Golden Son by Pierce Brown cover

Golden Son ( #2)

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Synopsis: 'I'm still playing games. This is just the deadliest yet.'Darrow is a rebel forged by tragedy. For years he and his fellow Reds worked the mines, toiling to make the surface of Mars inhabitable. They were, they believed, mankind's last hope. Until Darrow discovered that it was all a lie, and that the Red were nothing more than unwitting slaves to an elitist ruling class, the Golds, who had been living on Mars in luxury for generations.In RED RISING, Darrow infiltrated Gold society, to fight in secret for a better future for his people. Now fully embedded amongst the Gold ruling class, Darrow continues his dangerous work to bring them down from within. It's a journey that will take him further than he's ever been before - but is Darrow truly willing to pay the price that rebellion demands?Hic sunt leones.

If Red Rising was confined to the red planet, then Golden Son looses Darrow from his moorings on Mars. Two years after the relatively confined bloodshed of the Institute, Darrow is in the last legs of completing the program at the Academy. Castles and forts have been replaced by huge warships; the terraformed landscape of Mars with the vastness of space.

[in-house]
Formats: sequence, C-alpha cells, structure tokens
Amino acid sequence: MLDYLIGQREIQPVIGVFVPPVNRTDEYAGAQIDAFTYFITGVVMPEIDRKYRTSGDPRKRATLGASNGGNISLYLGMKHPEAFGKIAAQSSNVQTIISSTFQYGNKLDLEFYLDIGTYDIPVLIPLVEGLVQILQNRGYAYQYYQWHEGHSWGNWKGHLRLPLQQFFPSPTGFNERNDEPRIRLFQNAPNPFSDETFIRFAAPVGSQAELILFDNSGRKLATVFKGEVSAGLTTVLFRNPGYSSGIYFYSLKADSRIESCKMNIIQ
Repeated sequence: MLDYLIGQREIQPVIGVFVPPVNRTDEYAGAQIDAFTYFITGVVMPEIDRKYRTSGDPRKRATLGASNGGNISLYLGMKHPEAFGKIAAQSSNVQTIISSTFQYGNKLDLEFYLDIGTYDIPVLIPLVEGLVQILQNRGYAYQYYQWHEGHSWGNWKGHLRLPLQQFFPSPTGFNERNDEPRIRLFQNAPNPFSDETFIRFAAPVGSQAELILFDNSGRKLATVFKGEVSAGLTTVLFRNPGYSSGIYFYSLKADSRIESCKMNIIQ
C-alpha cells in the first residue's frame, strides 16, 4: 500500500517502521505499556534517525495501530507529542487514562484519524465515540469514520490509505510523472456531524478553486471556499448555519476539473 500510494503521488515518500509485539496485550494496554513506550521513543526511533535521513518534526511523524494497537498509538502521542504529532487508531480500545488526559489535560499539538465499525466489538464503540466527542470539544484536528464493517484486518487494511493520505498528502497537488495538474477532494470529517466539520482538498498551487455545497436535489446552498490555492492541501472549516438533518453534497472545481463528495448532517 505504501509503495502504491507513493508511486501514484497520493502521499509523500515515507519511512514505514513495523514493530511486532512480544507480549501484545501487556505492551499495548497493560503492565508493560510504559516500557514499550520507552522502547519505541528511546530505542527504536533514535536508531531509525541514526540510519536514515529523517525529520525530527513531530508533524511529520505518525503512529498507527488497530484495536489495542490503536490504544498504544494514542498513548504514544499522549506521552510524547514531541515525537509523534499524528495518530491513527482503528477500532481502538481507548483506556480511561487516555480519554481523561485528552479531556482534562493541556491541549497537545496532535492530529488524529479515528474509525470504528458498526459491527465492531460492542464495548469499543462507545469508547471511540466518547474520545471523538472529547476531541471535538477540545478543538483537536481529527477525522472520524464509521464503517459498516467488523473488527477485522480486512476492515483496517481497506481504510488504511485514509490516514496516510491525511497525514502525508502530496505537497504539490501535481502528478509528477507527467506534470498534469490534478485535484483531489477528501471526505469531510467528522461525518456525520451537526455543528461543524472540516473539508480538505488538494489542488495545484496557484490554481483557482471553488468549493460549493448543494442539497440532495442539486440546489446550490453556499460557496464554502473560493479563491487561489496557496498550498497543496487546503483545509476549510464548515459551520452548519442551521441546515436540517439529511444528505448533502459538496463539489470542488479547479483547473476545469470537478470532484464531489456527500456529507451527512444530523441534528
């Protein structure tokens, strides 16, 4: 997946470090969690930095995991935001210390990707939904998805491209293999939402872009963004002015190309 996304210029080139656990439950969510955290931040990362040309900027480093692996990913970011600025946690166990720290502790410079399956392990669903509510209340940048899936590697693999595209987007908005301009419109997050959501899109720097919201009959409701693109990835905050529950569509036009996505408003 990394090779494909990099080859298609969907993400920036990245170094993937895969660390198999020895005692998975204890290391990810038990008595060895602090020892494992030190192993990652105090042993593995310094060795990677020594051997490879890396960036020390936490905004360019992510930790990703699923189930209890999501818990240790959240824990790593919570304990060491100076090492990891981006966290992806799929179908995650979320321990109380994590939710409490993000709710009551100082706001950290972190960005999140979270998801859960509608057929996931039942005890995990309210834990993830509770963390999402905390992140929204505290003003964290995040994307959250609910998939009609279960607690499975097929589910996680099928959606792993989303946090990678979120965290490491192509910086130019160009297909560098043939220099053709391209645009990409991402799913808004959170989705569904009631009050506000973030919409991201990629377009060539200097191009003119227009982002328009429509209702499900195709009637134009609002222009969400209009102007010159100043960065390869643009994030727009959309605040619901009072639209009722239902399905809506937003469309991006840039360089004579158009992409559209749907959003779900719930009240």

It’d be easy to get caught up in the excitement of the wargames; after all, they were thrilling in Red Rising. Yet Brown is clever to avoid this; we see only glimpses of the end before being sprung into the moral quagmire of the Golds themselves. It’s easy to get lost in the politics of the Society, which are violent, jealous and fickle. They’re complex, and it’s a testament to Brown’s skill that there’s never a dull moment, even if a lot of it is just strategy, a la the Institute in Red Rising. The political triumphs, when they occur, are perhaps even more fulfilling than those of blade and armour as Brown keeps us on our toes. As soon as there’s a moment of elation and predictability he rips up everything we think we know (again) – it’s hard to truly believe if anyone’s allegiance is a permanent fixture.

As the body count rockets Jupiter-ward it becomes clear that Brown is as unforgivingly efficient as his antagonist the Jackal; it’s with a seemingly cold heart that he rips apart the lives of many of Darrow’s friends, though his motives are the creation of tension and desperation, rather than immense power and riches. It’s calculated, yes; but for emotional impact. Brown seems to have defied what many writers have struggled with: the second instalment in a trilogy. Just as exciting as Red Rising, if not more so, Golden Son certainly cements this trilogy as a blockbuster sci-fi series.

About Rhys

Rhys is a 19 year old with roots in the UK and Germany. Aside from reading and blogging, he also produces theatre, loves Kate Bush and hopes to pursue a career in publishing. His reviews have been widely quoted in books such as Philip Reeve’s Mortal Engines Quartet, Catherine Bruton’s Pop!, James Treadwell’s Advent and Anarchy and he has presented at such events as Book Expo America.

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